There was a big Red Scare at the time. There were riots and bombings in several cities and Palmer's own home had been bombed. Palmer instituted what would become known as the Palmer Raids, in which some 500 foreign nationals were deported — some Communists, others anarchists, others innocent bystanders who happened to be in the wrong place when raids happened at meeting places, homes, and offices. Many more would have been deported had the Labor Department not actively intervened against Palmer. In the chaos, some citizens also were deported. In the end, President Woodrow Wilson had to choose between his pal Palmer (after whom the football stadium at Princeton University is named) and the Labor Department and its civil-libertarian allies. Palmer backed off. He sought the 1920 Democratic presidential nomination, to succeed Wilson, but failed and returned to private life. (In 1985, I would be the three-week guest of the Soviet government during observances of the 40th anniversary of the end of World War II. My KGB escort officer, it turned out, was the son of radical American parents who had been deported from Philadelphia in the Palmer Raids. He confided, before my visit was over, that he wished his parents had been able to remain in Philadelphia).
Hoover parlayed his Red Scare success into directorship of what came to be called the Federal Bureau of Investigation, housed within the Justice Department. He reported to the Attorney General but soon developed a semi-autonomous status. In the 1930s he placed himself and the FBI in the forefront of wars against well-known gangsters. Some were killed in highly publicized shootouts or quasi-assassinations, as in the case of John Dillinger. Hoover personally participated in several high-profile arrests. "The FBI's Ten Most Wanted" posters first began to appear in post offices around the country. Movies were made about "G-Men." Several radio shows dealt with the same themes. Comic books told FBI stories. I wore a Junior G-Man badge on my sweater in the first grade. Hoover was glorified in all of it. He also, strangely, became the subject of gossip columns, sitting with celebrities in Manhattan and Hollywood bars and nightclubs. He and Tolson vacationed together at racetracks where, it was rumored, the track owners saw that he never had gambling losses. At the same time he crusaded on behalf of moral values and strict adherence to the law.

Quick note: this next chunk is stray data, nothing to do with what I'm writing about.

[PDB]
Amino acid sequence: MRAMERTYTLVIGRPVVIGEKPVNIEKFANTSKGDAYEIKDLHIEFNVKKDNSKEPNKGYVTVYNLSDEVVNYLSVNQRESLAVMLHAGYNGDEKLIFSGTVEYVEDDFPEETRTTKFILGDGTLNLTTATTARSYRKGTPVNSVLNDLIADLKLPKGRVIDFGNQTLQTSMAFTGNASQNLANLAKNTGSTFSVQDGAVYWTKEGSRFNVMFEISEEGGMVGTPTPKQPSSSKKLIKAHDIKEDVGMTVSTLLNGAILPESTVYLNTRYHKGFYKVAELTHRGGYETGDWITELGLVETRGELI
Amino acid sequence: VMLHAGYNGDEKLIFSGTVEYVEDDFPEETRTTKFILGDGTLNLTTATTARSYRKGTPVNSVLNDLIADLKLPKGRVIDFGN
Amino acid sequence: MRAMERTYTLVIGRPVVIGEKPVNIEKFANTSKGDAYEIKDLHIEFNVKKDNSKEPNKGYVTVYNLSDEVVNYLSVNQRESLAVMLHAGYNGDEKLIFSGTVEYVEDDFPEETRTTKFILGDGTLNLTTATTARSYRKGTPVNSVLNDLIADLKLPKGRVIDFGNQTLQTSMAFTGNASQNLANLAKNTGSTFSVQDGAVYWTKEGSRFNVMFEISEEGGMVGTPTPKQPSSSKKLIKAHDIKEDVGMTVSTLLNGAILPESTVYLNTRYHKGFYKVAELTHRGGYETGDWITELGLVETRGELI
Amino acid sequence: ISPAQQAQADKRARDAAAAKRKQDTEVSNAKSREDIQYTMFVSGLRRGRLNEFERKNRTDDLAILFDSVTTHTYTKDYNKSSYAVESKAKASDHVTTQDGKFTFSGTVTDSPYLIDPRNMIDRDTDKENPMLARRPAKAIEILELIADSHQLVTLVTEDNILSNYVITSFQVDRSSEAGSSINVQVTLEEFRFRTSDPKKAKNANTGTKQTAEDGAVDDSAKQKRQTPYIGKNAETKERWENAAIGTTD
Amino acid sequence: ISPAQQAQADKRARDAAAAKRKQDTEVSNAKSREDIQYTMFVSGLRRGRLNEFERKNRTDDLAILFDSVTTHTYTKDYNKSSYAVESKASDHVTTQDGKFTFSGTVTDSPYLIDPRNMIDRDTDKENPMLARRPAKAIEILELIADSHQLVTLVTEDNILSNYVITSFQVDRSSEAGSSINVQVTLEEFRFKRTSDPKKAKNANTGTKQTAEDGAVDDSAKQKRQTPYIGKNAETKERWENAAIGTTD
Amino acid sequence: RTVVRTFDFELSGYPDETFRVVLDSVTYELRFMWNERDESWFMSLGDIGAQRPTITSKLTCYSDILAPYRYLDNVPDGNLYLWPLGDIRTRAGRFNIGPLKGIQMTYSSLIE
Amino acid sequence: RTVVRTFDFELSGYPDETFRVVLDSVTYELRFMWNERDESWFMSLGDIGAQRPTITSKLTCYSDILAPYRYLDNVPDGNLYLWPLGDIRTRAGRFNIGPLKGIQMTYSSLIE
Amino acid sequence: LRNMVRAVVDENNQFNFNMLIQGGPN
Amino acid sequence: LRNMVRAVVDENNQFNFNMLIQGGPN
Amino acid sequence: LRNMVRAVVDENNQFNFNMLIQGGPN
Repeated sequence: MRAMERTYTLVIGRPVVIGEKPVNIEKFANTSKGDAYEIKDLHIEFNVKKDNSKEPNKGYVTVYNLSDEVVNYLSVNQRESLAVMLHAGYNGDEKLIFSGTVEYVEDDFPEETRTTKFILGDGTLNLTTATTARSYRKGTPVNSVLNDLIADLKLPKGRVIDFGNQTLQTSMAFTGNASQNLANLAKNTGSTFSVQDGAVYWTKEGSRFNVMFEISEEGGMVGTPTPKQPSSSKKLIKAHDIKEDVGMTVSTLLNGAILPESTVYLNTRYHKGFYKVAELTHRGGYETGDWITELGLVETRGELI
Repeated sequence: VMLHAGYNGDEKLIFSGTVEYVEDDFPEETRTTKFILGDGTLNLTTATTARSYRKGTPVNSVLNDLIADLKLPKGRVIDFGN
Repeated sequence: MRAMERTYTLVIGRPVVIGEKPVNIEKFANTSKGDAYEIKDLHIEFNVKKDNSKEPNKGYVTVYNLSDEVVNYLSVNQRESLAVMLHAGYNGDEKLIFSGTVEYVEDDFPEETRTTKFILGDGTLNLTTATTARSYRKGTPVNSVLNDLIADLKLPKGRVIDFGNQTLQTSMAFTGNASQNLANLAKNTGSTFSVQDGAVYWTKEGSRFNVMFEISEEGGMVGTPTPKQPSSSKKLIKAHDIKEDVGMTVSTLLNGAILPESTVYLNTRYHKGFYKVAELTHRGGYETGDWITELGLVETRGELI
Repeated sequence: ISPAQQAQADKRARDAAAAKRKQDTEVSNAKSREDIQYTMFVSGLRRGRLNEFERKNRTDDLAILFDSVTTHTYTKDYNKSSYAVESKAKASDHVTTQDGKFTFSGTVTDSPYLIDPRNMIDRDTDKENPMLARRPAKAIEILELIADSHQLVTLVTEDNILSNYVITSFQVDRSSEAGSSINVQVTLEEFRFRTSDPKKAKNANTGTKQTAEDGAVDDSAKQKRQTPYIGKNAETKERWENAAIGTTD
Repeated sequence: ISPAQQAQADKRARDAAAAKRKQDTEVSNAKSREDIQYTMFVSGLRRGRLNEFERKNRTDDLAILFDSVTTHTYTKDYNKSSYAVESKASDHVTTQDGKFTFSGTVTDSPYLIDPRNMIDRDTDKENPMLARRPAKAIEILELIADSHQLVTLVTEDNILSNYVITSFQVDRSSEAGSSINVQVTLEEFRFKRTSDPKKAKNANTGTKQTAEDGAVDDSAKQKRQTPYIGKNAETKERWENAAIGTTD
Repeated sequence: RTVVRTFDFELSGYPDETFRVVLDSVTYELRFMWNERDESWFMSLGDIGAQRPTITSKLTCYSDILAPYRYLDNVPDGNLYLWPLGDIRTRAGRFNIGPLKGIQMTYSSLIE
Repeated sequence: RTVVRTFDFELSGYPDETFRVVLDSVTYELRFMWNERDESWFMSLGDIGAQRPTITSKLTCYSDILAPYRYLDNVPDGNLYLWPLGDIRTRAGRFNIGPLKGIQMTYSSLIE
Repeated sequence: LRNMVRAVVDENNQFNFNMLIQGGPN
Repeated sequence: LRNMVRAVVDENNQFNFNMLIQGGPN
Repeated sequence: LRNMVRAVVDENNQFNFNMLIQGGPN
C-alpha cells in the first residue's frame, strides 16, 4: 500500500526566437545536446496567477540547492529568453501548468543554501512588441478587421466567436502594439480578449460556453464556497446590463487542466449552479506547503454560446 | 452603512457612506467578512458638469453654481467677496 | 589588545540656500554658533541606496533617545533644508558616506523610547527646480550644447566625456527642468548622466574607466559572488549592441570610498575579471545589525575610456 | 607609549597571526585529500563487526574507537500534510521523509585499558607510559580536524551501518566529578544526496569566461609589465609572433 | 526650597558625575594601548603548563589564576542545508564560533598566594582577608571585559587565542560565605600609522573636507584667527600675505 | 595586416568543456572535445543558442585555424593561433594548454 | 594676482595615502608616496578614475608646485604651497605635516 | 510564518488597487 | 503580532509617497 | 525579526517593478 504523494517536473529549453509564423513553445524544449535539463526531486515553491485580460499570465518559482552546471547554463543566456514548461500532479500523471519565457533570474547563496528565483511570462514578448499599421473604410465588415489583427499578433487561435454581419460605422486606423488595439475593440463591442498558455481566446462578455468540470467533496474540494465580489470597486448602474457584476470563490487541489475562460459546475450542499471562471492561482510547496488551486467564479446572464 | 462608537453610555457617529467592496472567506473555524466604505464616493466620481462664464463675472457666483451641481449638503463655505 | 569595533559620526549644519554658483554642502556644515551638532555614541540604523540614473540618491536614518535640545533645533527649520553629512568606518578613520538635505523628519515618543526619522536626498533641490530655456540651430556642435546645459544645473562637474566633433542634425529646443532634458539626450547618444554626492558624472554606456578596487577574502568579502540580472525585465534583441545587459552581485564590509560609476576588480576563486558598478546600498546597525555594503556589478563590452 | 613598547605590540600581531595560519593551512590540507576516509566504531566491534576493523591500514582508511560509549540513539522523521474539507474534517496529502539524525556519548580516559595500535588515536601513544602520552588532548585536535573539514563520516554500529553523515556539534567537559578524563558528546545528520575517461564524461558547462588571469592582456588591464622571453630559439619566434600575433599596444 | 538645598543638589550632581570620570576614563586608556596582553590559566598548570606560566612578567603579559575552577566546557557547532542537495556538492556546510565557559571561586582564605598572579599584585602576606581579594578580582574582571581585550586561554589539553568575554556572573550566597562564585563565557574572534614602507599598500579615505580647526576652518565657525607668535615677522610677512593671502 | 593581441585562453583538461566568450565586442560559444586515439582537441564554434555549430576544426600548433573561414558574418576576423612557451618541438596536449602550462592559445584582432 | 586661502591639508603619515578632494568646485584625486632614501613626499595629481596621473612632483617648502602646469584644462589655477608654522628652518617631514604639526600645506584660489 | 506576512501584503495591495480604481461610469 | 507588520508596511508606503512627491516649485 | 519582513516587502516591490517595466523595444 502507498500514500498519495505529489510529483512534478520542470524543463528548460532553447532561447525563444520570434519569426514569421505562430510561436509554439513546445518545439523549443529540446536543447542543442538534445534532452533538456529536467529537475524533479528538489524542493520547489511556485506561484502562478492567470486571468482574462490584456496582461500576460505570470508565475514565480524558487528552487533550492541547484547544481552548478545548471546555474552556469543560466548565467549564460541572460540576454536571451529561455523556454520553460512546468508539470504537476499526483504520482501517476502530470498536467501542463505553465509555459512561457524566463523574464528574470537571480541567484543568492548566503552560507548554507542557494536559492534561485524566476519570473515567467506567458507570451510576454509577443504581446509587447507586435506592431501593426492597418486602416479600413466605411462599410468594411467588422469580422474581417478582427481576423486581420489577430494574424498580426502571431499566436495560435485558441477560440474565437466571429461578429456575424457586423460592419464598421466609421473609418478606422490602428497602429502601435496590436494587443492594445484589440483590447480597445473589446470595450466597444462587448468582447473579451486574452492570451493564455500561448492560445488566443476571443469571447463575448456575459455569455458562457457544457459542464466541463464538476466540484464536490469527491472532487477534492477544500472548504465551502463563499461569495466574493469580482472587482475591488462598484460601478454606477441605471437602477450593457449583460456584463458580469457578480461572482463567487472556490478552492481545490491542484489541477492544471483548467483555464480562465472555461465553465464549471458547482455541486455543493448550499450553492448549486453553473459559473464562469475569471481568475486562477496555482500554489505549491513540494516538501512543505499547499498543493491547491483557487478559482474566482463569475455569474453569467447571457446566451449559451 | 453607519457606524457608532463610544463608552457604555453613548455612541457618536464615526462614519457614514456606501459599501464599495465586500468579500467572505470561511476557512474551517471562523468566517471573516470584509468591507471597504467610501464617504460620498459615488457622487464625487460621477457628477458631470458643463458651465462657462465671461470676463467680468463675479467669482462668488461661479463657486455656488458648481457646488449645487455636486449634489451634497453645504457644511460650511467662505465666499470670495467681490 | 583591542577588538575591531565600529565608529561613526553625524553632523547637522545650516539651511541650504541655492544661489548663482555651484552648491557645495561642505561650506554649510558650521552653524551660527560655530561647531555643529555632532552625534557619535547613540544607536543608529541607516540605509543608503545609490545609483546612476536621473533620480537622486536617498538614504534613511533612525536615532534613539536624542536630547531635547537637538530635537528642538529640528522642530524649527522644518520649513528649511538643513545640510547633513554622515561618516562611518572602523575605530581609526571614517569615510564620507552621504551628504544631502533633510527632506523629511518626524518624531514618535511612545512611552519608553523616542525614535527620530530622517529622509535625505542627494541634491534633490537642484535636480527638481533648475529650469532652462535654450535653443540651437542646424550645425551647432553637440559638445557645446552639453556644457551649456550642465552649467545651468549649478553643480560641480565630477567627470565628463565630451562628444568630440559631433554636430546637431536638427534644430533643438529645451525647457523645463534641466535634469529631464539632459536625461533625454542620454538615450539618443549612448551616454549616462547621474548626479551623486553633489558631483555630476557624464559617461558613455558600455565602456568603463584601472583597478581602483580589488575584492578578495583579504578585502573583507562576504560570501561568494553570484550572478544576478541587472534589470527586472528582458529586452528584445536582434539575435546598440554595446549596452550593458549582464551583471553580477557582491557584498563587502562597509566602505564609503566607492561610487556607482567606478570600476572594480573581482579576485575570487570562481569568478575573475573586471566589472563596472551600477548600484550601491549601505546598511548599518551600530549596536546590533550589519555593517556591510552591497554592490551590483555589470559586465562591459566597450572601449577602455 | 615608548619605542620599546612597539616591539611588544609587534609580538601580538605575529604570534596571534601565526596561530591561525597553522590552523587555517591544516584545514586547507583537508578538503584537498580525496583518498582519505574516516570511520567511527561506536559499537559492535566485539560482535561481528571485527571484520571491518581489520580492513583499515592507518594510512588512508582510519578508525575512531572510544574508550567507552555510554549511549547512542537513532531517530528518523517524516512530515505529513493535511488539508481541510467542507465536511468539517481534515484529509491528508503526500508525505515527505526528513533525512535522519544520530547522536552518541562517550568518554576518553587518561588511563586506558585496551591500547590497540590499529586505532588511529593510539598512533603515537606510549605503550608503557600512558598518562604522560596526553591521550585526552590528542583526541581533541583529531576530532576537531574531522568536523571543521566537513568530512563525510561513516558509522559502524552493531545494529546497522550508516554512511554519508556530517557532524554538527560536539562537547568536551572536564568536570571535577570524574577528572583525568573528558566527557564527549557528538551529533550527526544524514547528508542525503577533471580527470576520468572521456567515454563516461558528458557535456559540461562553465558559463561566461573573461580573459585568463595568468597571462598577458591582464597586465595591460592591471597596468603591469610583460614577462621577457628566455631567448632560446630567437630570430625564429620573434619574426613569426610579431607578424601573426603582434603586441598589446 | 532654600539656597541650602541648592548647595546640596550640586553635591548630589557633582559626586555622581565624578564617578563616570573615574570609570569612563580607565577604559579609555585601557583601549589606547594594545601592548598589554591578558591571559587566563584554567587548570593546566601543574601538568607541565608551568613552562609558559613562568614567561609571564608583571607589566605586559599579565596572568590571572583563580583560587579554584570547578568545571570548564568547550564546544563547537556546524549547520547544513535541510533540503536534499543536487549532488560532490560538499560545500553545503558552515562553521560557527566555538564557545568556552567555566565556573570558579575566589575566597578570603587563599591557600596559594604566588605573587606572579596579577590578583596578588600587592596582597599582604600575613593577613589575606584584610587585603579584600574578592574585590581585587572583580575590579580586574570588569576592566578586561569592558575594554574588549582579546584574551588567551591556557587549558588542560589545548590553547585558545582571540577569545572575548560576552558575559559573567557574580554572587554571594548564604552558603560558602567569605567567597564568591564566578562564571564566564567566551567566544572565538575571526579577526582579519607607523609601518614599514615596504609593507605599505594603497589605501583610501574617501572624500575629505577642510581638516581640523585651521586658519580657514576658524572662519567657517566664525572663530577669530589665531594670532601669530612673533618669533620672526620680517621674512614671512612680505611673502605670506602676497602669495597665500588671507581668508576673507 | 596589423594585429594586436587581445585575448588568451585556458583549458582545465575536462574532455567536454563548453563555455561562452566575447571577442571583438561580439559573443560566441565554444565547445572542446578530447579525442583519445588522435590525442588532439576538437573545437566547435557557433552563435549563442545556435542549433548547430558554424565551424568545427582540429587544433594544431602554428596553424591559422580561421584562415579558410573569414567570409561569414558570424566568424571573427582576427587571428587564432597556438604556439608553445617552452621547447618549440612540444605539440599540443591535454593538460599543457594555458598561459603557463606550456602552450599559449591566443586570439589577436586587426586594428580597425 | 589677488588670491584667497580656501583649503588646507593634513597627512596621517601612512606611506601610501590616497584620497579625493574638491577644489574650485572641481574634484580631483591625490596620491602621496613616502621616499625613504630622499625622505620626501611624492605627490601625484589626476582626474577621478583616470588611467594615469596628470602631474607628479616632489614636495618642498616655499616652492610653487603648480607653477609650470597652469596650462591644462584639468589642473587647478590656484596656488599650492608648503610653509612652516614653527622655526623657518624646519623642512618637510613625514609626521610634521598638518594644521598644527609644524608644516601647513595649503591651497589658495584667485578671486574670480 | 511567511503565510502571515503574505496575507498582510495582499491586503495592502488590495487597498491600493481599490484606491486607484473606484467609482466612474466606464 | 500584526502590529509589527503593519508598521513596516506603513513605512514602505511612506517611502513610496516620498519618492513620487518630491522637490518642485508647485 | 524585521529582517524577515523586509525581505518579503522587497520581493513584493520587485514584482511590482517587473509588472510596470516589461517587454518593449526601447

There was a strain that ran through Hoover's career. Beginning with the Red Scare and the Palmer Raids, he always saw himself as the country's defender against dangerous Communist influences. In the 1960s he waged active campaigns and manufactured evidence against the Southern Christian Leadership Conference, Black Panthers, and any other group he considered Communist-associated or infiltrated. As Vice President Humphrey's assistant in the Johnson White House, I saw periodic FBI reports, which I considered to be sloppy and careless, about such organizations and persons. Hoover went so far as to forge a letter alleging Martin Luther King's misconduct, which was sent to King in the expectation that it would cause him to refuse a Nobel Peace Prize. Of course it did not. I was also aware, during the LBJ presidency, that FBI dossiers were being passed to the White House concerning plain-vanilla political figures in various states. Hoover had liaison officers whose principal duty was to curry favor with White House and congressional people. Need some information about someone of interest to you? Coming right up.
Early in the Johnson-Humphrey years, Jack Valenti, a close LBJ aide, told me that he had been with Johnson when they listened to a Hoover-supplied recording of Martin Luther King's sexual escapades in hotel rooms and told me some of what they contained. Johnson, of course, could not have cared less about MLK's personal conduct and no doubt was surprised that Hoover thought he would. In later years it was disclosed that, during the same period, Hoover had been trying to prove that Valenti, married to LBJ's former secretary, had a longstanding homosexual relationship.